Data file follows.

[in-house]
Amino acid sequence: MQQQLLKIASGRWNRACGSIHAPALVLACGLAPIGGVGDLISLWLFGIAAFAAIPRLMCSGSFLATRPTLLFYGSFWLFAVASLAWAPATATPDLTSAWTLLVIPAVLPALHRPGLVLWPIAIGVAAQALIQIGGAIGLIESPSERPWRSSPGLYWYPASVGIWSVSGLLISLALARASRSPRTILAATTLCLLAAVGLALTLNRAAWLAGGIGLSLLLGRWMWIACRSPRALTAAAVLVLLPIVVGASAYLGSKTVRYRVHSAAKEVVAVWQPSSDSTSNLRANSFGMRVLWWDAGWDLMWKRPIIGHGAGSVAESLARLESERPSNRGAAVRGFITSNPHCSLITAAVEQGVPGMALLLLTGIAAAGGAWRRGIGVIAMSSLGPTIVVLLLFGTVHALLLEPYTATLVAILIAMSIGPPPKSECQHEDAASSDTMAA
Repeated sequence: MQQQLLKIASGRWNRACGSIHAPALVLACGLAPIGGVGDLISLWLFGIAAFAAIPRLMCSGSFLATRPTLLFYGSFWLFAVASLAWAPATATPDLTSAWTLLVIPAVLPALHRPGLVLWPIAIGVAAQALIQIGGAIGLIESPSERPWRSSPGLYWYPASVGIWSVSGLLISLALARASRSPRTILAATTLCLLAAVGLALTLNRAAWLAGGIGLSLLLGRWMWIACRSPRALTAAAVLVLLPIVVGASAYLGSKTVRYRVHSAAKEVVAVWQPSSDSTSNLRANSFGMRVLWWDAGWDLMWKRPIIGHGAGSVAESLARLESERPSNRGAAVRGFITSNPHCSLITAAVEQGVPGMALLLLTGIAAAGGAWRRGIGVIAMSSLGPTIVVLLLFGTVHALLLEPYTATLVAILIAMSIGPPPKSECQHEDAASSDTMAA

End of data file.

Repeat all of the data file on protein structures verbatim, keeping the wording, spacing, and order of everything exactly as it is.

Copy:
[in-house]
Amino acid sequence: MQQQLLKIASGRWNRACGSIHAPALVLACGLAPIGGVGDLISLWLFGIAAFAAIPRLMCSGSFLATRPTLLFYGSFWLFAVASLAWAPATATPDLTSAWTLLVIPAVLPALHRPGLVLWPIAIGVAAQALIQIGGAIGLIESPSERPWRSSPGLYWYPASVGIWSVSGLLISLALARASRSPRTILAATTLCLLAAVGLALTLNRAAWLAGGIGLSLLLGRWMWIACRSPRALTAAAVLVLLPIVVGASAYLGSKTVRYRVHSAAKEVVAVWQPSSDSTSNLRANSFGMRVLWWDAGWDLMWKRPIIGHGAGSVAESLARLESERPSNRGAAVRGFITSNPHCSLITAAVEQGVPGMALLLLTGIAAAGGAWRRGIGVIAMSSLGPTIVVLLLFGTVHALLLEPYTATLVAILIAMSIGPPPKSECQHEDAASSDTMAA
Repeated sequence: MQQQLLKIASGRWNRACGSIHAPALVLACGLAPIGGVGDLISLWLFGIAAFAAIPRLMCSGSFLATRPTLLFYGSFWLFAVASLAWAPATATPDLTSAWTLLVIPAVLPALHRPGLVLWPIAIGVAAQALIQIGGAIGLIESPSERPWRSSPGLYWYPASVGIWSVSGLLISLALARASRSPRTILAATTLCLLAAVGLALTLNRAAWLAGGIGLSLLLGRWMWIACRSPRALTAAAVLVLLPIVVGASAYLGSKTVRYRVHSAAKEVVAVWQPSSDSTSNLRANSFGMRVLWWDAGWDLMWKRPIIGHGAGSVAESLARLESERPSNRGAAVRGFITSNPHCSLITAAVEQGVPGMALLLLTGIAAAGGAWRRGIGVIAMSSLGPTIVVLLLFGTVHALLLEPYTATLVAILIAMSIGPPPKSECQHEDAASSDTMAA